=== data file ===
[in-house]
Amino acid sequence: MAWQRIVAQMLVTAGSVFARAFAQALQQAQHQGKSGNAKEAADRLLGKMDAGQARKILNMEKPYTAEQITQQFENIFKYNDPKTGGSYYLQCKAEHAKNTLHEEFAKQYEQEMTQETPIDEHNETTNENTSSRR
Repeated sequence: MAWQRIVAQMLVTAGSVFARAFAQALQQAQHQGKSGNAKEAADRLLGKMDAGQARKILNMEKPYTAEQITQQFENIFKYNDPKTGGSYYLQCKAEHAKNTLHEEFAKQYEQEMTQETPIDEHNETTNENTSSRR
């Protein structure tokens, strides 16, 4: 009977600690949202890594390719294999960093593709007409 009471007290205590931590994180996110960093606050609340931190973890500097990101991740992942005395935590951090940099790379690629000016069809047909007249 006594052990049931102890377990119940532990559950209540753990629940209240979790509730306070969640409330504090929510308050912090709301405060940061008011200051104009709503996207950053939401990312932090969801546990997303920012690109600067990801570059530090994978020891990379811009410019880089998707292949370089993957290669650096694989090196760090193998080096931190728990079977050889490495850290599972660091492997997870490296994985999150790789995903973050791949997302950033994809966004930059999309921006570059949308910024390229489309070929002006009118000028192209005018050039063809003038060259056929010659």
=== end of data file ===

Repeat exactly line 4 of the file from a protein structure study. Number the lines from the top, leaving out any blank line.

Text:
């Protein structure tokens, strides 16, 4: 009977600690949202890594390719294999960093593709007409 009471007290205590931590994180996110960093606050609340931190973890500097990101991740992942005395935590951090940099790379690629000016069809047909007249 006594052990049931102890377990119940532990559950209540753990629940209240979790509730306070969640409330504090929510308050912090709301405060940061008011200051104009709503996207950053939401990312932090969801546990997303920012690109600067990801570059530090994978020891990379811009410019880089998707292949370089993957290669650096694989090196760090193998080096931190728990079977050889490495850290599972660091492997997870490296994985999150790789995903973050791949997302950033994809966004930059999309921006570059949308910024390229489309070929002006009118000028192209005018050039063809003038060259056929010659």